Weeks 9 and 10
Five Days per Week
Rev things up a bit by heading in one direction for 25 minutes and 25 back, totaling at 50 minutes.

  • As usual, walk the first and last 5 minutes of each workout these weeks.
  • During the 40 minutes between, jog or run at an easy pace, going until you start feeling tired at a minimum of two minutes. Walk until recovered and start again.

Consider recruiting a family member, spouse or friend. Running often is easier with someone by your side! Remember to stay hydrated while running as well!

How to Recover After a Race

You train and hustle, working hard to prepare for a race. After the race, what do you do? Do you take time to recover or do you hit the ground running again? Many runners fail to take the right amount of time to adequately recover after a big race. Why is taking a break such a big deal?

When you run a big race (especially a marathon), your body faces various different effects. Some of the issues you may find yourself dealing with are:

  • Physical or mental exhaustion and burnout
  • Stress fractures
  • Injuries from overuse, such as runner’s knee, shin splints or tendonitis
  • Weakened immune system or increased susceptibility to sickness as a result of an exhausted body
  • Inability to reach peak training levels

This important, yet neglected part of training plans takes time. Allow yourself at least one day off every 7 to 14 days to restock glycogen stores, reduce fatigue and build strength. If you fail to give yourself time to rest, your one day of rest can turn into a several-week-long forced break. If you dive right into recovery right after a race or tough workout, you can improve your recovery process drastically.

Signs that You Are Not Recovering Adequately

Your body will give you signals if you are not giving it the rest it requires. This can lead to injury. Common signs that you need to give yourself a rest day may include:

  • Depressed mood
  • Dehydration
  • Elevated resting heart rate
  • Illness
  • Pain or soreness
  • Low oxygen levels
  • Bad workouts
  • Poor sleep

If you experience any of these symptoms, consider taking a break or at the very least, an easy day.

Replenish by Taking it Slow

If you want to keep moving, consider slowing things down a bit. Run at a slower pace for one to three days after a hard workout, allowing blood to flow to your muscles while flushing away broken down proteins. This can also enable new proteins to develop to rebuild damaged tissues and carry carbs to replenish depleted stores in your muscle cells.

Recovering After a Marathon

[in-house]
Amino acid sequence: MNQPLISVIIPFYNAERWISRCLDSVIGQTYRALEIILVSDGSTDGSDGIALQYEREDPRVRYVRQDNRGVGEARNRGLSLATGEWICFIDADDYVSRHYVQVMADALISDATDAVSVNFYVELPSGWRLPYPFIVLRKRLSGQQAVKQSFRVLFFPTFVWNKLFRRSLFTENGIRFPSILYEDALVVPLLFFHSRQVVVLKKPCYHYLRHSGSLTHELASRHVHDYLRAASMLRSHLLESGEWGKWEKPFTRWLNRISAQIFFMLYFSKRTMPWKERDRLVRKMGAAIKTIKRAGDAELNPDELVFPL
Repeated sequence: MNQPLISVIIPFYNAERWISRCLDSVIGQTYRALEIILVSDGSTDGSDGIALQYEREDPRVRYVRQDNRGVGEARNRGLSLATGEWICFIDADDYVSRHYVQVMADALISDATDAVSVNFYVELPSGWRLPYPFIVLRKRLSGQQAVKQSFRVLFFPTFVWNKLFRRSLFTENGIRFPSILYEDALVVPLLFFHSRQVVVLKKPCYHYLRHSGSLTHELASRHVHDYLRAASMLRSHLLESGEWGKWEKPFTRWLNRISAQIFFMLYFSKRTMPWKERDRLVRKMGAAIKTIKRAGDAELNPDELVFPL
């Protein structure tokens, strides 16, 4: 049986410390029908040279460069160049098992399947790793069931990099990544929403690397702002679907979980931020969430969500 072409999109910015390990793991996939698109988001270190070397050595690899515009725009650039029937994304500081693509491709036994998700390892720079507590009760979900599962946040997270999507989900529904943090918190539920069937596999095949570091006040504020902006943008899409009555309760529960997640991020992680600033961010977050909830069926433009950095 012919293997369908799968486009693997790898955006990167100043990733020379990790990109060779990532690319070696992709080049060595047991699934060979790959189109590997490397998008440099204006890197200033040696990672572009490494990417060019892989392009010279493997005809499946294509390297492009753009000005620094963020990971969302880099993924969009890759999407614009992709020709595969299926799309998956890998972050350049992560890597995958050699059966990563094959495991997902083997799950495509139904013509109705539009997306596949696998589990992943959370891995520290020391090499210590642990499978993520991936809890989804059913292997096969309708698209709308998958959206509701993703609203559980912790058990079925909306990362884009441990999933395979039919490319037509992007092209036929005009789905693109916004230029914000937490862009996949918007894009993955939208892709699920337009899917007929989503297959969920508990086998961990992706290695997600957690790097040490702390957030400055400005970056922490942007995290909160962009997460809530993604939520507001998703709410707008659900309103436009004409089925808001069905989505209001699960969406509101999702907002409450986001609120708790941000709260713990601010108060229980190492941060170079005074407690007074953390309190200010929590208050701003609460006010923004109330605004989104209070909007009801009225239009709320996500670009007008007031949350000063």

Marathons can take a huge toll on your mind and body. Recovery does not just naturally happen. You need to help it along – especially if you plan to run again.

Many of us find it difficult to slow down our pace after a race, wanting to stick with a fast-paced, regimented schedule. Instead, follow these tips for the first 72 hours post marathon.

The first 24 hours:

  • Refuel with a high carb drink and a small amount of protein immediately following a race.
  • Eat frequent snacks high in carbs but also contain 25 to 30 grams of protein for the first 24 hours.
  • Gentle foam rolling and compression can help to remove toxins from the muscle and improve blood flow. Aside from this, relax.

25 – 72 hours:

  • Wear compression clothing but try light exercise. Active recovery helps the body’s natural repair process by delivering more oxygen and nutrients where it is needed.


Why You Should Be Virtual Racing

A great option for those who want fitness and convenience

Are you motivated to toe the line with other athletes but there are no upcoming races near you? Or are you busy on race day and cannot make it? A virtual race may be the option for you! Skip the pre-race nervousness with other runners and enjoy this new trend in the running world.

With virtual racing, you can sign up online and complete any challenges on your schedule. You can even choose your own starting time. You will still get the benefits that come with competition in person including community support, competition, and rewards for taking place in a virtual race.

Register online and receive a race bib just like you would in a live event. Once you are finished racing, upload your finishing time and you will receive a medal in the mail.

Here are some more reasons why you need to be doing virtual racing!







Less Stress

You can easily work around whatever comes your way with virtual racing. Is the weather bad? Don’t sweat it – or do by hitting the treadmill! Are you feeling tired? Take it easy and just enjoy the distance. Are you sick or had a hard night of sleep? You can simply reschedule (a benefit you never get with real-life 5ks).







Flexible Scheduling

Let’s face it. Life is busy. You probably want to run more races than you can fit in your schedule with work, family, and travel. Stay motivated by setting goals with virtual racing.